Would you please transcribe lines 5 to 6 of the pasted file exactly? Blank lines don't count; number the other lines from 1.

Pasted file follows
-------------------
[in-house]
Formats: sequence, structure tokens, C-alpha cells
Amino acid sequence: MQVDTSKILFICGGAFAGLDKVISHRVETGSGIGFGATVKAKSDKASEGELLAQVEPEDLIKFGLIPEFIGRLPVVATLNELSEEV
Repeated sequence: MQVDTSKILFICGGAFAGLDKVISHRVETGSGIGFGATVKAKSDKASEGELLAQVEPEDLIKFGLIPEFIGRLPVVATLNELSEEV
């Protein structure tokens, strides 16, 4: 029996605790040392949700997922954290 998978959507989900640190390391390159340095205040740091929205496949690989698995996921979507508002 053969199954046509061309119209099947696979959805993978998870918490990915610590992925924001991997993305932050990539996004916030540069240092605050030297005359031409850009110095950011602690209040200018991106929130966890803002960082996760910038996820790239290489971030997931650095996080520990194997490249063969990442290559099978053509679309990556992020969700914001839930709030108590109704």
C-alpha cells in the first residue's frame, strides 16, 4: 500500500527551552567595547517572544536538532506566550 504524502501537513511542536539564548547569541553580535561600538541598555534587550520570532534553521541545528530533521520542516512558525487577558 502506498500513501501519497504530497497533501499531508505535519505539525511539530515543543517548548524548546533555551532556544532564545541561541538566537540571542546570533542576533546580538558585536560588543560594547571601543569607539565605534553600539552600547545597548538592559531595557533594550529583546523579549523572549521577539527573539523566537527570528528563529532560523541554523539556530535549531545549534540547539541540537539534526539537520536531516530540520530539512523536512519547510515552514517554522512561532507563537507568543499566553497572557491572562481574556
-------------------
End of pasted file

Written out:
């Protein structure tokens, strides 16, 4: 029996605790040392949700997922954290 998978959507989900640190390391390159340095205040740091929205496949690989698995996921979507508002 053969199954046509061309119209099947696979959805993978998870918490990915610590992925924001991997993305932050990539996004916030540069240092605050030297005359031409850009110095950011602690209040200018991106929130966890803002960082996760910038996820790239290489971030997931650095996080520990194997490249063969990442290559099978053509679309990556992020969700914001839930709030108590109704």
C-alpha cells in the first residue's frame, strides 16, 4: 500500500527551552567595547517572544536538532506566550 504524502501537513511542536539564548547569541553580535561600538541598555534587550520570532534553521541545528530533521520542516512558525487577558 502506498500513501501519497504530497497533501499531508505535519505539525511539530515543543517548548524548546533555551532556544532564545541561541538566537540571542546570533542576533546580538558585536560588543560594547571601543569607539565605534553600539552600547545597548538592559531595557533594550529583546523579549523572549521577539527573539523566537527570528528563529532560523541554523539556530535549531545549534540547539541540537539534526539537520536531516530540520530539512523536512519547510515552514517554522512561532507563537507568543499566553497572557491572562481574556